SIMEC Atlantis Energy (SAE), the tidal power firm 50 per cent owned by the industrial player SIMEC, has revealed plans to convert more coal-fired power stations around the world to run on waste-based biofuel pellets. SAE is currently converting the ageing Uskmouth coal power plant in South Wales to run on the Subcoal pellets, which are made from waste materials including waste plastic. The project is of “huge international interest”, according to head of conversion Ernie Rowe, particularly for governments and utilities committed to decommissioning coal-fired plants to cut carbon emissions. In an update to the 18-month project released today, SAE said it is already in discussions with plant owners and operators in Europe, Australia, Asia, and the US to convert coal-fired power stations to run on the pellets.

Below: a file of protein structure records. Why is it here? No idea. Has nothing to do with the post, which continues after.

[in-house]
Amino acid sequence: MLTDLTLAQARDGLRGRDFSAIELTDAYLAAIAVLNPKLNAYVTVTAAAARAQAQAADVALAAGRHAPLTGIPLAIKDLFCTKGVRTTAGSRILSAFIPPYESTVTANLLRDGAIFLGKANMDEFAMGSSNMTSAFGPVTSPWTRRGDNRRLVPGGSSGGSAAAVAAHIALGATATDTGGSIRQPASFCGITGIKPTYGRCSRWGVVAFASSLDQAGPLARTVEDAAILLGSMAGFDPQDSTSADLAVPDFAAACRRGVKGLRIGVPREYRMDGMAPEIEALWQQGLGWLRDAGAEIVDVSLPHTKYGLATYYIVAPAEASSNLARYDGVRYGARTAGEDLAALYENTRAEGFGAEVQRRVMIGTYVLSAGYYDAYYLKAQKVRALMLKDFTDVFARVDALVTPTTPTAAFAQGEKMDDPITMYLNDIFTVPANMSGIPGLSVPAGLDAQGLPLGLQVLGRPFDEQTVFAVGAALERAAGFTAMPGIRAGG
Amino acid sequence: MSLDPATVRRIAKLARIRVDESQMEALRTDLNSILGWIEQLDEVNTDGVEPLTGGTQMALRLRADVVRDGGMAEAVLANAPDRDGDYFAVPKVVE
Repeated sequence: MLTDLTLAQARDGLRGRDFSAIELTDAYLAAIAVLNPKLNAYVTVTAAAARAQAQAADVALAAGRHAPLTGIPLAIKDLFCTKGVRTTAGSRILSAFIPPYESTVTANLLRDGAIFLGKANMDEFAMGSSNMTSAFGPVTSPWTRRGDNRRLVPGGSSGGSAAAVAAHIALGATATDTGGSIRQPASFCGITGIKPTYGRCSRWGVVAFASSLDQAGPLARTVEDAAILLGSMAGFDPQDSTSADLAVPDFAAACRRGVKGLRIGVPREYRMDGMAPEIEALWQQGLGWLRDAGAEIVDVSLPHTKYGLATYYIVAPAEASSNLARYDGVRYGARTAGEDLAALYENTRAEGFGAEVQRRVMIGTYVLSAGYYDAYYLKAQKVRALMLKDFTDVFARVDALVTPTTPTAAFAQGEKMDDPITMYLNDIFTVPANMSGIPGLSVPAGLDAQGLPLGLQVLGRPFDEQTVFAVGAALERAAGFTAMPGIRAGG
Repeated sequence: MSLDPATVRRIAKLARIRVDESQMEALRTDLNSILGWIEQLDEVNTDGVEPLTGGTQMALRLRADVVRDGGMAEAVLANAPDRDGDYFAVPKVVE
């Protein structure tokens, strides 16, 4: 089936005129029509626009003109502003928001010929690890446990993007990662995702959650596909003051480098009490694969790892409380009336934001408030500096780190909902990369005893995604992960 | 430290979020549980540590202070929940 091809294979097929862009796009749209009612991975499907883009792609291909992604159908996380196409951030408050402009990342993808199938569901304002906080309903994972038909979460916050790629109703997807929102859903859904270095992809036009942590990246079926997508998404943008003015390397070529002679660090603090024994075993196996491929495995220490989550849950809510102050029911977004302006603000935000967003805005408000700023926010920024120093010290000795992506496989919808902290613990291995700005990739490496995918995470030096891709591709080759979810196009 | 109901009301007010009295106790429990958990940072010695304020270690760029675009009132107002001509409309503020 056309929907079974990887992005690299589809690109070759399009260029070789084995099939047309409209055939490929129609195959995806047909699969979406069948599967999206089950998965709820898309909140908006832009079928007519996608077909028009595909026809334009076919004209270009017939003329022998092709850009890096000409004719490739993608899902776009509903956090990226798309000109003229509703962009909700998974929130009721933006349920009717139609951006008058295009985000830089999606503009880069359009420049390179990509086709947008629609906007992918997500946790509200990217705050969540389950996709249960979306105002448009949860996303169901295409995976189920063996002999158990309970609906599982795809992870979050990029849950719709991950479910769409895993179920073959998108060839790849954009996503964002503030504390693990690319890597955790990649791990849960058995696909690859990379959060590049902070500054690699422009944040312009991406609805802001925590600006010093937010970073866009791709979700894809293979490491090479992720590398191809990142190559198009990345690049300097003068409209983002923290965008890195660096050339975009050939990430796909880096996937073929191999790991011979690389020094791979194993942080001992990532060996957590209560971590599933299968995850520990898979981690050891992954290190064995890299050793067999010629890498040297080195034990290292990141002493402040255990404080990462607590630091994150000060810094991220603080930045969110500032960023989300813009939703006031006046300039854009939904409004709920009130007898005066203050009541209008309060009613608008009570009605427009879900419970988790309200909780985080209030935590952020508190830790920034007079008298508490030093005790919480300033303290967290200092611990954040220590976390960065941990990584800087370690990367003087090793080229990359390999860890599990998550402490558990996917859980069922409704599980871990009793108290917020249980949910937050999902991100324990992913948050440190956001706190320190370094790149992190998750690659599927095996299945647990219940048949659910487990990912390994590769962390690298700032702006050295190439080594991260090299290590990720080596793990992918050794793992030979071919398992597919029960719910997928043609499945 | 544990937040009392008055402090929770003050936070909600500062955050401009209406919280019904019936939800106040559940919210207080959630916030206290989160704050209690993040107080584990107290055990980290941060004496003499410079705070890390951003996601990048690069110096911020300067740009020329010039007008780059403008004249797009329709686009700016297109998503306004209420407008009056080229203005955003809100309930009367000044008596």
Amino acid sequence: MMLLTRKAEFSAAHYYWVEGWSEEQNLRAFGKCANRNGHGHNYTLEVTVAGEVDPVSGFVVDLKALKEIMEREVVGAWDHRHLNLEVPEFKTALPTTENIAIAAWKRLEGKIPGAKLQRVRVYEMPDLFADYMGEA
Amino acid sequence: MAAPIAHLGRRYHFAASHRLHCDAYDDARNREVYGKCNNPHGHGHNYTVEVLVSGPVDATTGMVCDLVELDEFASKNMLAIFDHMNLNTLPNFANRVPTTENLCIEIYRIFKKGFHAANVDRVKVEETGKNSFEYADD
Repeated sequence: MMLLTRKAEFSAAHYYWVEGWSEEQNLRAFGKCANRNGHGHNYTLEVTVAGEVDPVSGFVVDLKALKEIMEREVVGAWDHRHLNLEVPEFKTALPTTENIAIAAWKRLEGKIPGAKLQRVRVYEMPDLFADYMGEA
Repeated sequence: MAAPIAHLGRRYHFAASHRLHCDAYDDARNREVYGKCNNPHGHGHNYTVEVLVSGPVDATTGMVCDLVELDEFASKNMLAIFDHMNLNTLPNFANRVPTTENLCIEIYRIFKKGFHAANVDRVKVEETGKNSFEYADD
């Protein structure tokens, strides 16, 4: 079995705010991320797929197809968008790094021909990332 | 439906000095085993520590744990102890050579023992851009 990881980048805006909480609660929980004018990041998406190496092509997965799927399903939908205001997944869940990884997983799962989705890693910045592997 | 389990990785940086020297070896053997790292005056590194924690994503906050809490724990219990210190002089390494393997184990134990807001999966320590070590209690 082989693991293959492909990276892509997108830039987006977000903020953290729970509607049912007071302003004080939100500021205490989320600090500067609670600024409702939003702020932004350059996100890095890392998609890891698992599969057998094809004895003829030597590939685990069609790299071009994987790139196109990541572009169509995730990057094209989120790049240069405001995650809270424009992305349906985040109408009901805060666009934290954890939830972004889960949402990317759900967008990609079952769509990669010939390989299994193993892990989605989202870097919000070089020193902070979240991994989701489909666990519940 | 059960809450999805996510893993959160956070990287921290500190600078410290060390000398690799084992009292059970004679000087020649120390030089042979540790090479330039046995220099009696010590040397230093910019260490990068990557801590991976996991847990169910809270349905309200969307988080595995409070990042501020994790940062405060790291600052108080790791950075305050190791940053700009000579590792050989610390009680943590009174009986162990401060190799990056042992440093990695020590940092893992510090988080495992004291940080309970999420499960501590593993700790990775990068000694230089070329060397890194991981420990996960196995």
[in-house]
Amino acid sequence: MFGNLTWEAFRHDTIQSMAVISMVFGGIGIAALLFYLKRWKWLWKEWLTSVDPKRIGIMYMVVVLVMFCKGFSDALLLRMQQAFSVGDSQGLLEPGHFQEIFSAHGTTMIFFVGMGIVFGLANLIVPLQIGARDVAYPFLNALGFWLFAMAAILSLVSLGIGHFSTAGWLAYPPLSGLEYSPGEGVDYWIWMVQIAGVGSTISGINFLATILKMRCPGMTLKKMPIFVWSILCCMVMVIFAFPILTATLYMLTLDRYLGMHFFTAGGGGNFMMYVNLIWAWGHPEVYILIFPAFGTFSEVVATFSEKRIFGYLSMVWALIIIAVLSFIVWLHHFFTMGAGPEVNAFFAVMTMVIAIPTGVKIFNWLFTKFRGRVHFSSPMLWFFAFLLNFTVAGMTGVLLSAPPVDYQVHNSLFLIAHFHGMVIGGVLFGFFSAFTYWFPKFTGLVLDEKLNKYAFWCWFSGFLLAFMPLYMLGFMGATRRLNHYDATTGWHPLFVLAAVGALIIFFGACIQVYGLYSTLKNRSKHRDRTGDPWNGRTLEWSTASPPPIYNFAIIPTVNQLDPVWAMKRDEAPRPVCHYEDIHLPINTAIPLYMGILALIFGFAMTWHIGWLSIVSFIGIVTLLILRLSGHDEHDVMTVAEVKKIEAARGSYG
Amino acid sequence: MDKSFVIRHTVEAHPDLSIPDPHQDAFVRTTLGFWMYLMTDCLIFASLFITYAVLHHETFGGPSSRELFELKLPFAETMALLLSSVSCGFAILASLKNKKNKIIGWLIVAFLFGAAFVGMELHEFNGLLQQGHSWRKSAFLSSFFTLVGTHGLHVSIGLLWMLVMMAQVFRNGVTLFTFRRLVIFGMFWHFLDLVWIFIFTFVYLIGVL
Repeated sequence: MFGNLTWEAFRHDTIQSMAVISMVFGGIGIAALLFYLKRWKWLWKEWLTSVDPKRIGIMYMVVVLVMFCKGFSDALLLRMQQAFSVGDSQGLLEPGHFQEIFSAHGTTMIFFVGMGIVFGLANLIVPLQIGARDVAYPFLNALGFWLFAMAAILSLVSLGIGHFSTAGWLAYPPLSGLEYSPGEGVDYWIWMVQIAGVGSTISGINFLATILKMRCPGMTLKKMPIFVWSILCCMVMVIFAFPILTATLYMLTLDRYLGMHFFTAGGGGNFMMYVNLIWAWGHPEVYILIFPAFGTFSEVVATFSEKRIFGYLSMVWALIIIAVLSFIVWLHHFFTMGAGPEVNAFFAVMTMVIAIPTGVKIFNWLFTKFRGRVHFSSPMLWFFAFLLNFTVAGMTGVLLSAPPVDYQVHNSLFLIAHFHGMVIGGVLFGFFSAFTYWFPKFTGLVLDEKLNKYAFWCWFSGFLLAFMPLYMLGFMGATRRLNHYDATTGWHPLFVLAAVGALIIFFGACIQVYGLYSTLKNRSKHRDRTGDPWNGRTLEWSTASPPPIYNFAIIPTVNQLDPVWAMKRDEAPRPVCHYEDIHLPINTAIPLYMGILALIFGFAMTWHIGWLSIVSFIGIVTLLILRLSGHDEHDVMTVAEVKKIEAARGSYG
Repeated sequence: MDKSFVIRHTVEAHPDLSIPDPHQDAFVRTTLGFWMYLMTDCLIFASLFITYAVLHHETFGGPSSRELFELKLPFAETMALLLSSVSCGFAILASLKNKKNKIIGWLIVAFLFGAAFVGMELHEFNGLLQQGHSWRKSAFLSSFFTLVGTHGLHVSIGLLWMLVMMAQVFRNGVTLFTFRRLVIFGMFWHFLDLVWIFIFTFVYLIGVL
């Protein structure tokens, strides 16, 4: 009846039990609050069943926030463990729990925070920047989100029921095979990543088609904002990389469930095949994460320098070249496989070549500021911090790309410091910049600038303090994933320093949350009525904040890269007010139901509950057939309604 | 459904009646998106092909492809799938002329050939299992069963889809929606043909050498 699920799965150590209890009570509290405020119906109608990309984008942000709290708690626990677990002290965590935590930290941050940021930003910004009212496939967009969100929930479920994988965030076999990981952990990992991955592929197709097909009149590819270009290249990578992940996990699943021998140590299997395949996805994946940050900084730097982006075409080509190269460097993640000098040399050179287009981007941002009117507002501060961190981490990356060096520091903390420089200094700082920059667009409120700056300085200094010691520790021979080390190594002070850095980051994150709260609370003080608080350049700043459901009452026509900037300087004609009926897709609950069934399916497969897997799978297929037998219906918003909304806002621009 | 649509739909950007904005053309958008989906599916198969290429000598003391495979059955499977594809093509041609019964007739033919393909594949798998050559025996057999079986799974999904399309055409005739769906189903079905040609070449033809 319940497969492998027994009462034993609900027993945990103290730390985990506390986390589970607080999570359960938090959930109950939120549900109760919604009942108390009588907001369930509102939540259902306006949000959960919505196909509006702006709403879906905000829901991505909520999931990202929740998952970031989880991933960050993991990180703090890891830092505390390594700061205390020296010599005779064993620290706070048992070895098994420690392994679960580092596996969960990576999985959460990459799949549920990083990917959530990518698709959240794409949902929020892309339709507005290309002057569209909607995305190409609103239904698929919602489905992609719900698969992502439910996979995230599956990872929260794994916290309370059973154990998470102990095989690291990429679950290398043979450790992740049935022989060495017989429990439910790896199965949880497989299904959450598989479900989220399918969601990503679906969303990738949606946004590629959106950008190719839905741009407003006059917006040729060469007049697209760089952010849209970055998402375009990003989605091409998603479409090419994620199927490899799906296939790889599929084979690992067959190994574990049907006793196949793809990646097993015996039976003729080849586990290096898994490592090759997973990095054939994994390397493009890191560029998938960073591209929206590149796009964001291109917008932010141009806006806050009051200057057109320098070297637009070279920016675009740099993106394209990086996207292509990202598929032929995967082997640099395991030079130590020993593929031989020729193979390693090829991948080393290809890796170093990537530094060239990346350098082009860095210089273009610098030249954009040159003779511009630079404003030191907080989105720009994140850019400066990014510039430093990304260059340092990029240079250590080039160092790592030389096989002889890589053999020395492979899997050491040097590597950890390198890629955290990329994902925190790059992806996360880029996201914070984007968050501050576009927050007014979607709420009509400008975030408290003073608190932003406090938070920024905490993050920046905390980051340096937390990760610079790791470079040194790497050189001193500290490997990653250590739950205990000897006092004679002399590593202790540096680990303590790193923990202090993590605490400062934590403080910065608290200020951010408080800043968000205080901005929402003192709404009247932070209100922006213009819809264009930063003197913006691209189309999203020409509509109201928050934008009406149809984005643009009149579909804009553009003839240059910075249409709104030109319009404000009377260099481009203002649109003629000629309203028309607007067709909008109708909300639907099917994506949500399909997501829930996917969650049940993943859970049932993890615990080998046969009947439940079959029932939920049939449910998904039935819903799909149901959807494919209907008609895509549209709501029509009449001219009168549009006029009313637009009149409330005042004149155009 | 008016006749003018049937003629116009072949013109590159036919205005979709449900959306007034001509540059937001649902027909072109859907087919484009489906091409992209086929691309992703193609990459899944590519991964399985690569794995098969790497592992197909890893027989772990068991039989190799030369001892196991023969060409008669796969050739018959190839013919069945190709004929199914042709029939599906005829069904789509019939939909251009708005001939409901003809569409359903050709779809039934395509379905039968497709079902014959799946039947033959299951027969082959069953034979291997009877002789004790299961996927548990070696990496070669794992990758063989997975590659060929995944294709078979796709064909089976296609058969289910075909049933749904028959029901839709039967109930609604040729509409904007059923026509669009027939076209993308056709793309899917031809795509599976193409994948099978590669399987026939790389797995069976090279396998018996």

Business Green 13th Aug 2018 read more »
Simec Atlantis Energy aims to start generating electricity from a converted power station by the end of 2020. The Edinburgh-based company believes it will take about 18 months to transform the coal-fired site in Uskmouth, Wales, into a waste-to-energy plant with a capacity of 220 megawatts. The plant is expected to have an operational life of 20 years. Simec Atlantis was formed this year when Simec, part of the Gupta family’s GFG Alliance, purchased a significant stake in Atlantis Resources, the tidal power developer. The company hopes that the Uskmouth project can act as a prototype for developments around the world and is in talks with power plant owners in the United States, Europe, Asia and Australia. Simec Atlantis owns the Meygen tidal power scheme in the Pentland Firth, off the north coast of Scotland. It is also working to develop a tidal barrage project in the Wyre Valley, Lancashire.
Times 14th Aug 2018 read more »